Market Update - March 2020
Nicole Rothe - Jun 04, 2021
Market Update - March 2020
Well, this was certainly an interesting way to end RRSP season. The last week and a half in the market has been one for the history books. Not only have we seen the largest 1 day drop in the Dow Jones Industrial Index history, but also the largest 1 day point increase. Canadian and U.S. Stocks experienced a substantial drop on increasing concerns that the COVID-19 outbreak will be labeled a global pandemic and will continue to spread at a rapid rate. Even as new cases in China slow, the fear and uncertainty in the market continues to build with rampant media reporting of the virus spreading in Iran, Italy, South Korea and the U.S.
The major concern is that the COVID-19 virus could have the potential to impact the global economy. This fear has resulted in a large market sell off that has seen most asset classes take the heat. Not even the bond market has been immune to these concerns. The market has resulted in a yo-yo of types, rising and falling, day in and out, while the central banks try and surge the market by lowering interest rates.
I think that right now there is a lot of uncertainty about the situation. It may be many weeks until we have a better idea of how this could impact the market long-term. Some experts think that this may have a shorter timeline and that markets may recover in the later quarters of the year, while others think this may have longer term implications.
The important thing is how you, as investors, react to news of market volatility. History has shown that making emotional decisions during periods of market uncertainty can lead to prolonged losses. Many investors will try to time into the market to avoid risk/see gains or sell out of the market to try and reduce losses, however these timing maneuvers rarely work to one’s advantage. These reactions can negatively affect your long-term goals and financial objectives. The best advice I can give is to keep your investing behaviours the same. Continue to make your monthly investment allocations throughout the ups and downs. Once we have seen what we think is the bottom, that is the time that we may re-balance your investments tactically. Keep a long-term perspective on your investments to see past short-term volatility.
Here is brief breakdown about what specific sectors have been seeing:
While the U.S. economy may be the least vulnerable to the potential economic fallout of the virus, this doesn’t mean the economy won’t suffer its ill effects. U.S. fourth quarter GDP growth was reported at an annualized rate of 2.1%, which is irrelevant to the situation as of February 27. Manufacturing activity that showed a modest rebound in January is expected to contract in February.
Energy & Oil
Considering the uncertainties surrounding the coronavirus’s impact on the economy, there is less doubt on its impact on energy prices. The International Energy Agency (IEA) has slashed its Q1-2020 global demand forecast by 1.3 million barrels per day–and if correct, it would be the first year-over-year drop in demand in more than a decade. China accounts for more than three quarters of growth in global oil demand according to the IEA.
Where some European countries have closer economic ties to China and noting the increasing number of coronavirus cases in countries such as Italy, the economic consequences may be like what Asia will experience. Heading into 2020, European Industrial Production was slowing in reaction to an already slower Chinese economy. In fact, since global exports were still straining from the U.S./China trade disputes in December, the current supply chain disruptions will only delay the recovery. Therefore, any rebound in Europe will depend on a rebound in China.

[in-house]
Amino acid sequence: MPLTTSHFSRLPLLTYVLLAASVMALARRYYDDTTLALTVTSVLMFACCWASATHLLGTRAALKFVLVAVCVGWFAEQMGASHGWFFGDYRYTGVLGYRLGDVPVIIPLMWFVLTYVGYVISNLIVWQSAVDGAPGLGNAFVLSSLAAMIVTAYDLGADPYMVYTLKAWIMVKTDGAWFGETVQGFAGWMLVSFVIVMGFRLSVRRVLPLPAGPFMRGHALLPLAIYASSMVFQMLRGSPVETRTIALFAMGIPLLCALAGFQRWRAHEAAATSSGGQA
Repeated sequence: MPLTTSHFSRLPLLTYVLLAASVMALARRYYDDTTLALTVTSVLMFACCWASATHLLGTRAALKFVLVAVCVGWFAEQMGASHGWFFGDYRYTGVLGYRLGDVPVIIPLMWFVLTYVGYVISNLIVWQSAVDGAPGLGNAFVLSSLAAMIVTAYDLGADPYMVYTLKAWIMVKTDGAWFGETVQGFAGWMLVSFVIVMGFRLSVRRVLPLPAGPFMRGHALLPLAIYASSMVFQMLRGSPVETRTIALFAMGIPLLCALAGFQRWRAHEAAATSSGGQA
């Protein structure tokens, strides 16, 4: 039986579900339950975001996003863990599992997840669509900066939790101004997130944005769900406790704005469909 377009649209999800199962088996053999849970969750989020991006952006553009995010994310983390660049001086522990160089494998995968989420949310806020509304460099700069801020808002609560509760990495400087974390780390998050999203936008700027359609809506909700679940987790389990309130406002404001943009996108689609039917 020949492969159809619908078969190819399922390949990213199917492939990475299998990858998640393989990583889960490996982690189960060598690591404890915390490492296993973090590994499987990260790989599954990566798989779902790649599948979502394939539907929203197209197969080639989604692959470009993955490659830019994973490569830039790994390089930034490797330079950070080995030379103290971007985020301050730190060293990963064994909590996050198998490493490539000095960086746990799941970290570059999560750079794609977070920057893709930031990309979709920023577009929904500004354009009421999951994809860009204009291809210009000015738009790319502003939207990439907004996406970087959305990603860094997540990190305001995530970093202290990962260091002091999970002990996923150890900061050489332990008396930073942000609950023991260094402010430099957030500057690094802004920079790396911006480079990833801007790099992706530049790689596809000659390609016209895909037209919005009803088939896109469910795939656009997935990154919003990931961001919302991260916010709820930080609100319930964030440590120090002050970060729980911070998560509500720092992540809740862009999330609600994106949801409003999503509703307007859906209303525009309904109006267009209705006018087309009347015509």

Corrections, a drop in equity markets of greater than 10%, are fairly common. Bear markets, a drop in equities of greater than 20%, are usually more associated with recessions. Not to suggest the current market volatility is attributed to a pending recession. It’s unlikely there’s enough evidence of such an economic consequence at this time. And therefore, it’s not suggested the current volatility will materialize into a definitive bear market. At the same time, the “buy the dip” mentality that has permeated the market over the past number of years warrants some caution. The current economic and market conditions demand careful consideration.
The volatility in this case could be considered a combination of sentiment and fundamental drivers. The coronavirus is both catalyst and cause to the market volatility and unlikely to subside in the near-term. To buy the dip and increase risk assets in a portfolio may not be wise until there’s more confidence in the future economic and earnings environment.
In hindsight, a balanced posture ahead of the current volatility was a prudent approach to asset allocation and remains so in light of the economic environment, and until we see signs of improvement.
We will most likely continue to see vast market swings in the upcoming weeks as the market tries to make sense of non-stop media coverage. If you want to come into the office for a review or have a phone conversation about your concerns, please do not hesitate to reach out to me. That is what I am here for.
Nicole Rothe BSc, CFP®
Financial Planner, Manulife Securities Investment Services Inc. | Rothe Wealth Management
The opinions expressed are those of the author, Nicole Rothe, and may not necessarily reflect the views of Manulife Securities Investment Services Inc.